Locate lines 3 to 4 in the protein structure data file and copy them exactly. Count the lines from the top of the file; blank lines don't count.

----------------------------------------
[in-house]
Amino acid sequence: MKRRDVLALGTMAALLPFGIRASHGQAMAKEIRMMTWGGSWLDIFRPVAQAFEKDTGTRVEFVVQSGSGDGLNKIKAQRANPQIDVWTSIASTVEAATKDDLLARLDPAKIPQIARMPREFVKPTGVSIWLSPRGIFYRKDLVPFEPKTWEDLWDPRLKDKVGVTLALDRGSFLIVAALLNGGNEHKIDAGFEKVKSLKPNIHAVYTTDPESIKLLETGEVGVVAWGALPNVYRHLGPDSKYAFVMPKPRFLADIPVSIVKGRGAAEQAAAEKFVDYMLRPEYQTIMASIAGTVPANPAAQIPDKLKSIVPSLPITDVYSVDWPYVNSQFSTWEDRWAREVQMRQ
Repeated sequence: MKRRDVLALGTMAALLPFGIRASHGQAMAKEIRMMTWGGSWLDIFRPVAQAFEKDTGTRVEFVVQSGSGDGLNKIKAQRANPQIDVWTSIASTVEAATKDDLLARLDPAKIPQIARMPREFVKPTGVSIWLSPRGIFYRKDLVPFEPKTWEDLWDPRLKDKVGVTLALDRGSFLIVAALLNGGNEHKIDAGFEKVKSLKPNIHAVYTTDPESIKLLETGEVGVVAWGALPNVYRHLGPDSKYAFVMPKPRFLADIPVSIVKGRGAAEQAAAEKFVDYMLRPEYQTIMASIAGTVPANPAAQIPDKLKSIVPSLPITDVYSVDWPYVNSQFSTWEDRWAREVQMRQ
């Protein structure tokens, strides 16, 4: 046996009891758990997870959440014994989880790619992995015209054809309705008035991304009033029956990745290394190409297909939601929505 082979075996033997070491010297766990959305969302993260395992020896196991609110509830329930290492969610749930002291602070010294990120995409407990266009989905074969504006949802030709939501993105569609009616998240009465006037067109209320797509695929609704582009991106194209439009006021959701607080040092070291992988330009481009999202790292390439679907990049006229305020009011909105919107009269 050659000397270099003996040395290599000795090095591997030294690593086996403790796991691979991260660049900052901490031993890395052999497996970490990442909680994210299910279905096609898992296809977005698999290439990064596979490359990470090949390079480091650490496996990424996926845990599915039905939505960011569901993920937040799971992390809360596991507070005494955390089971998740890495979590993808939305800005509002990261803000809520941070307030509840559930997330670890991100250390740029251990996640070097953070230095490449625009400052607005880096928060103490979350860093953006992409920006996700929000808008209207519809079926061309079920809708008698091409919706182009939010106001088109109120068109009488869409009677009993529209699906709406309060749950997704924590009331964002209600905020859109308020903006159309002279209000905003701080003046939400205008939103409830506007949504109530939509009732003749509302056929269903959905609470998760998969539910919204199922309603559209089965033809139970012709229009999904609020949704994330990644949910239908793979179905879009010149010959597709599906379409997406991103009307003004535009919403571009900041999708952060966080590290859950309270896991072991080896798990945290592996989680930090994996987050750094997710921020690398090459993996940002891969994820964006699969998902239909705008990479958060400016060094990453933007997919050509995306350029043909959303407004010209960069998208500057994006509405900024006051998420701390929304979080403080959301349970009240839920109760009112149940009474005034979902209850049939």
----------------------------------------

Repeated sequence: MKRRDVLALGTMAALLPFGIRASHGQAMAKEIRMMTWGGSWLDIFRPVAQAFEKDTGTRVEFVVQSGSGDGLNKIKAQRANPQIDVWTSIASTVEAATKDDLLARLDPAKIPQIARMPREFVKPTGVSIWLSPRGIFYRKDLVPFEPKTWEDLWDPRLKDKVGVTLALDRGSFLIVAALLNGGNEHKIDAGFEKVKSLKPNIHAVYTTDPESIKLLETGEVGVVAWGALPNVYRHLGPDSKYAFVMPKPRFLADIPVSIVKGRGAAEQAAAEKFVDYMLRPEYQTIMASIAGTVPANPAAQIPDKLKSIVPSLPITDVYSVDWPYVNSQFSTWEDRWAREVQMRQ
């Protein structure tokens, strides 16, 4: 046996009891758990997870959440014994989880790619992995015209054809309705008035991304009033029956990745290394190409297909939601929505 082979075996033997070491010297766990959305969302993260395992020896196991609110509830329930290492969610749930002291602070010294990120995409407990266009989905074969504006949802030709939501993105569609009616998240009465006037067109209320797509695929609704582009991106194209439009006021959701607080040092070291992988330009481009999202790292390439679907990049006229305020009011909105919107009269 050659000397270099003996040395290599000795090095591997030294690593086996403790796991691979991260660049900052901490031993890395052999497996970490990442909680994210299910279905096609898992296809977005698999290439990064596979490359990470090949390079480091650490496996990424996926845990599915039905939505960011569901993920937040799971992390809360596991507070005494955390089971998740890495979590993808939305800005509002990261803000809520941070307030509840559930997330670890991100250390740029251990996640070097953070230095490449625009400052607005880096928060103490979350860093953006992409920006996700929000808008209207519809079926061309079920809708008698091409919706182009939010106001088109109120068109009488869409009677009993529209699906709406309060749950997704924590009331964002209600905020859109308020903006159309002279209000905003701080003046939400205008939103409830506007949504109530939509009732003749509302056929269903959905609470998760998969539910919204199922309603559209089965033809139970012709229009999904609020949704994330990644949910239908793979179905879009010149010959597709599906379409997406991103009307003004535009919403571009900041999708952060966080590290859950309270896991072991080896798990945290592996989680930090994996987050750094997710921020690398090459993996940002891969994820964006699969998902239909705008990479958060400016060094990453933007997919050509995306350029043909959303407004010209960069998208500057994006509405900024006051998420701390929304979080403080959301349970009240839920109760009112149940009474005034979902209850049939």